Too Big… Fail!

On June, I wrote a post about changing my work stack to something different. My purpose was, as always, to learn something new.

I was really fascinated by the M.E.A.N. stack (and I still am!), but I did several mistakes while studying it. Something went wrong and I abandoned it. It was strange: starting big, finishing poorly.

So, as a result of this fail, I decided to write a post to put down in black and white what I learned. Maybe it will be useful to someone.

One Item at Time, Please!

We are talking about an entire stack here. In this context, a stack is, by definition, a set of software subsystems or components needed to create a complete platform*. Every single item, this time, was totally new for me. I tried to study them all together, learning something little about every single element and then making a first, brutal and rudimentary tentative to build an app with it.

Everything became sloppy and confused, immediately.

What I learned: if you are studying a stack, the best way to do things is to explore it in its entirety, but only on a very high level. Right after, choose the first item, learn a good amount of things about it and then go forward.

Let’s make a simple example. As many of you already know, I am absolutely in it with Laravel. So, the best thing for me would be try to study something I can easily integrate with it. Angular is a frontend framework, Laravel a backend one. A good choice would be to study Angular first, and after that learning how to integrate it with Laravel. Finally, I would go forward to other stack elements with a greater knowledge of it all, including integrations.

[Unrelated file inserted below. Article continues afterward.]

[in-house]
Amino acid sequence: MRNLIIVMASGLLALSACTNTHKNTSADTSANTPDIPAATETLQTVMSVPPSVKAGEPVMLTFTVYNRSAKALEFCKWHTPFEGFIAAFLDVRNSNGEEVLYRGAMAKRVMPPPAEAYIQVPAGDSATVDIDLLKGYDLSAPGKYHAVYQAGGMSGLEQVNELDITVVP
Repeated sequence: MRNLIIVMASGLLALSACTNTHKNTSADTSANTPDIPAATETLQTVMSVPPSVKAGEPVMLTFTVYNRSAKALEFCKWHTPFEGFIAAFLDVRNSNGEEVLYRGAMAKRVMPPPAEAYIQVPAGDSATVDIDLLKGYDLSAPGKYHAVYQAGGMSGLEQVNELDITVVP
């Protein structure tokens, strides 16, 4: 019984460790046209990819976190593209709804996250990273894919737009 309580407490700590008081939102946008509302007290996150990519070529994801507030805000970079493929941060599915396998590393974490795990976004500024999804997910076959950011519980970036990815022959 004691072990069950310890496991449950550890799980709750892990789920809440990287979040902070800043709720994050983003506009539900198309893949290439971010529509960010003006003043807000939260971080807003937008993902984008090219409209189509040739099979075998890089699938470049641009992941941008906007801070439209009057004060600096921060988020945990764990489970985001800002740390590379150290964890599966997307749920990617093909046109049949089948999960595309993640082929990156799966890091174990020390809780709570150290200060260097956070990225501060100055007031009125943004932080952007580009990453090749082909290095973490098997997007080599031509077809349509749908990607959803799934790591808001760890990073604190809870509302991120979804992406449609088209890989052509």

The “Learning Fury”

If you read the previously mentioned post, you will notice that I studied every single day something new on the book. Cool, but I was under the effect of what I call the “Learning Fury”. I leaved and ignored everything I was doing to focus all my  energies on a single thing. This time, the “single thing” was the M.E.A.N. stack.

I was terribly wrong, because after the first 72 hours the effect vanishes.

What I learned: don’t fall under the “Learning Fury” fire. You can’t master a new technology in days or months. If you want to study it properly, take your time and be patient. Every developer is often lazy and impatient. A good developer is someone who learned to become patient and active.

What Happens Now?

Well, I think I will try to study AngularJS first and integrate it with Laravel, creating a sample one page app. Then I will think about including a new technology in the stack (MongoDB for persistence) and finally I will switch from Laravel to ExpressJS.

Let’s see what happens 🙂 Obviously, I will post other updates here.


* Wikipedia definition for “Solution Stack”

  • You could also try SailsJS instead of going straight to Express 😉

    • Francesco Malatesta

      Thank you, Will 🙂

  • unlucio

    “You can’t master a new technology in days or months.”
    Well, you actually can but it depends a lot on your background.
    For instance you can totally learn this now fashionable mean stack if you have strong javascript bases at least or you’ve great chances of shooting your own foot.

    In my experience whenever I can’t wrap my mind around some new technology in a matter of hours and jump on it in a matter of days it’s because I’m missing some bases.
    Fast learners aren’t actually faster. They just start ahead of the others because they have a stronger background.

    • Francesco Malatesta

      Obiously I’m counting prerequisites in.

      The M.E.A.N. stack is a technology ensemble. Maybe months is a good tradeoff, but “days” are good for basics, definitely not for mastering 🙂

      However, thanks for your comment, you’re welcome!